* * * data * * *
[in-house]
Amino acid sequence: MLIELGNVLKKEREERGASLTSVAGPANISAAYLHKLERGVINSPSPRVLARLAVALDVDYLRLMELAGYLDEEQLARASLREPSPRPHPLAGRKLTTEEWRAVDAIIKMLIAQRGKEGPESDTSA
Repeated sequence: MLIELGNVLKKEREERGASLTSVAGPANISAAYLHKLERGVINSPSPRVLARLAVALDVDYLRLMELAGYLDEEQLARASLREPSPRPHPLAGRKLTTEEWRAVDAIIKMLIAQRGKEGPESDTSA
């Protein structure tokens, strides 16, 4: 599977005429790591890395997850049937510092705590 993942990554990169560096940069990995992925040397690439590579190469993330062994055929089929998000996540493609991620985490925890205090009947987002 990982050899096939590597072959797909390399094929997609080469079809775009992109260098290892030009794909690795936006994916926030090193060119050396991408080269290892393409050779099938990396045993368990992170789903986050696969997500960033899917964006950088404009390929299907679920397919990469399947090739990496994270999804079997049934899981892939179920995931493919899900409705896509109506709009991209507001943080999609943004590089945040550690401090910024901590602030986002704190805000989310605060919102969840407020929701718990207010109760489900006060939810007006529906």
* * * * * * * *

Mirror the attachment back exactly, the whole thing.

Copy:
[in-house]
Amino acid sequence: MLIELGNVLKKEREERGASLTSVAGPANISAAYLHKLERGVINSPSPRVLARLAVALDVDYLRLMELAGYLDEEQLARASLREPSPRPHPLAGRKLTTEEWRAVDAIIKMLIAQRGKEGPESDTSA
Repeated sequence: MLIELGNVLKKEREERGASLTSVAGPANISAAYLHKLERGVINSPSPRVLARLAVALDVDYLRLMELAGYLDEEQLARASLREPSPRPHPLAGRKLTTEEWRAVDAIIKMLIAQRGKEGPESDTSA
């Protein structure tokens, strides 16, 4: 599977005429790591890395997850049937510092705590 993942990554990169560096940069990995992925040397690439590579190469993330062994055929089929998000996540493609991620985490925890205090009947987002 990982050899096939590597072959797909390399094929997609080469079809775009992109260098290892030009794909690795936006994916926030090193060119050396991408080269290892393409050779099938990396045993368990992170789903986050696969997500960033899917964006950088404009390929299907679920397919990469399947090739990496994270999804079997049934899981892939179920995931493919899900409705896509109506709009991209507001943080999609943004590089945040550690401090910024901590602030986002704190805000989310605060919102969840407020929701718990207010109760489900006060939810007006529906």